• The Marine Survey Multibeam Bathymetry Web Map Service contains the highest-resolution multibeam bathymetry grids available for download on Geoscience Australia's website. These bathymetry grids were collected over numerous multibeam survey programs conducted in Australian mainland and Antarctic waters by both Geoscience Australia and our collaborators. Layers are grouped by survey or region and where available include both the Geoscience Australia and vessel survey identification numbers that contributed to the bathymetry grids. Bathymetry grids have been rendered over a rainbow colour-ramp with minimum and maximum depth values unique for each survey. These values are specified in each survey's layer description. The resolution of each bathymetry grid is also specified in each survey's layer description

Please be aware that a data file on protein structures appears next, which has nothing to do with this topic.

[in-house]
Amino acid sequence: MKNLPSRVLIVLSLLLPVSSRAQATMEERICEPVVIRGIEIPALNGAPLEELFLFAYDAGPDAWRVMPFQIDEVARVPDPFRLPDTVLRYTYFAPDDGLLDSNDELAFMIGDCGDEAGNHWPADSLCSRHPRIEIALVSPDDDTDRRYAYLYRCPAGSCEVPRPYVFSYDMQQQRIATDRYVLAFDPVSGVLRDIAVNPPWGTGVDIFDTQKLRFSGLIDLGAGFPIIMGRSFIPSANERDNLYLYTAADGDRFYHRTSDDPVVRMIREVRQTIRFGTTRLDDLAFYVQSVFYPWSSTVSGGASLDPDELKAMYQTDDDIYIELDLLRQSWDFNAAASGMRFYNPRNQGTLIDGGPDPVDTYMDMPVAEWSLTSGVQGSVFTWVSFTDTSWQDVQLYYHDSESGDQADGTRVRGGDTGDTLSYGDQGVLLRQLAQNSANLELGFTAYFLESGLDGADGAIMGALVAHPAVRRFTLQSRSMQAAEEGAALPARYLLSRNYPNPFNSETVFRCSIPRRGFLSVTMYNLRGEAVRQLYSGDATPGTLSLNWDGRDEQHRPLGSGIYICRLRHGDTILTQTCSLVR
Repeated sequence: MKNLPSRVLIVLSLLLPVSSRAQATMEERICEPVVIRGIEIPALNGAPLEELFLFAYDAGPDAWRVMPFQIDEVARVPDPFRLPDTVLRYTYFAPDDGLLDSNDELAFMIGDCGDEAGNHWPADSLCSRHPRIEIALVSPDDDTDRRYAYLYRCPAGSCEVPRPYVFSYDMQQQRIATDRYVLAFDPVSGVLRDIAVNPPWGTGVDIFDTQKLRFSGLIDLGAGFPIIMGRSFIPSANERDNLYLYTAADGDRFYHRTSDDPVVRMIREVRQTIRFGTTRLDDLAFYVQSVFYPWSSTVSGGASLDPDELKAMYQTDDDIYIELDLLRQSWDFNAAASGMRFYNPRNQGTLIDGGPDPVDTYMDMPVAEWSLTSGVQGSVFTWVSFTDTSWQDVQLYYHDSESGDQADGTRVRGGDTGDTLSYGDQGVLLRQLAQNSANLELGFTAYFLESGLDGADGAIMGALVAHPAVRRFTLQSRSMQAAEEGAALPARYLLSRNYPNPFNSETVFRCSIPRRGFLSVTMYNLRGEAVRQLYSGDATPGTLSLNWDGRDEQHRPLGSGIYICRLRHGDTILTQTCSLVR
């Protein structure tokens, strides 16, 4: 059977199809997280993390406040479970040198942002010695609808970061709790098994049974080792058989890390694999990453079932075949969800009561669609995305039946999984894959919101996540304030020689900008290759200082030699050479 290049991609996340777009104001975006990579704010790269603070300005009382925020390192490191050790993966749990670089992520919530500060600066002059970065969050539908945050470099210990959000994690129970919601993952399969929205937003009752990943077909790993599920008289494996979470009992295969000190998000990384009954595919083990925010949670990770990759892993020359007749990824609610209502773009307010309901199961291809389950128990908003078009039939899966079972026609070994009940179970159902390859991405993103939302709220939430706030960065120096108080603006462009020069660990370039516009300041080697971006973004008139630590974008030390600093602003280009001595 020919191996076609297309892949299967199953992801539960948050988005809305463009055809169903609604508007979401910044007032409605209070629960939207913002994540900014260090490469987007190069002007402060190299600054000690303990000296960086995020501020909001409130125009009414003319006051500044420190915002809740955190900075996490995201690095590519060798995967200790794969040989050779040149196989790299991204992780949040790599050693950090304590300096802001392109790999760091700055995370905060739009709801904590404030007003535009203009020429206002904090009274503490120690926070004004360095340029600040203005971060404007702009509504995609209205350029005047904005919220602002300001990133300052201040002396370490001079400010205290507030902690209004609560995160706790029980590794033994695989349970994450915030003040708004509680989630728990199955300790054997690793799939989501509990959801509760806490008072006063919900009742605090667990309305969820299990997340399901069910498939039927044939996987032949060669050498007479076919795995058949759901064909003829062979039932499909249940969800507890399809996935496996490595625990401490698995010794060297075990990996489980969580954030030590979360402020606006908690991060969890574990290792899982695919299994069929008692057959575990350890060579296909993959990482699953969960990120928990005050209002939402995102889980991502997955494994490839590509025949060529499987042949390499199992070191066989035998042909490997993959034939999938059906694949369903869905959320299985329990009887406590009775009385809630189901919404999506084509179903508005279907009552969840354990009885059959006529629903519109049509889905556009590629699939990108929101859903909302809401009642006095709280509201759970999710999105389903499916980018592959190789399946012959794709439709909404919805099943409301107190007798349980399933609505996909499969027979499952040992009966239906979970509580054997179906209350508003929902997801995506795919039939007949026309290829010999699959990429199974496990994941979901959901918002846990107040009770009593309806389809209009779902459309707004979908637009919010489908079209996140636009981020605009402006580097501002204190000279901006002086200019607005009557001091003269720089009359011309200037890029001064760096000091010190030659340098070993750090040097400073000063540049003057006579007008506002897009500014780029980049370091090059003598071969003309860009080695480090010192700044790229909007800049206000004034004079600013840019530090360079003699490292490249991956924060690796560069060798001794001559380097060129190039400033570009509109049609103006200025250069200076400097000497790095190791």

• The coverage of this dataset is over the Taree region . The C3 LAS data set contains point data in LAS 1.2 format sourced from a LiDAR ( Light Detection and Ranging ) from an ALS50 ( Airborne Laser Scanner ) sensor . The processed data has been manually edited to achieve LPI classification level 3 whereby the ground class contains minimal non-ground points such as vegetation , water , bridges , temporary features , jetties etc . Purpose: To provide fit-for-purpose elevation data for use in applications related to coastal vulnerability assessment, natural resource management ( especially water and forests) , transportation and urban planning . Additional lineage information: This data has an accuracy of 0.3m ( 95 confidence ) horizontal with a minimum point density of one laser pulse per square metre. For more information on the data's accuracy, refer to the lineage provided in the data history .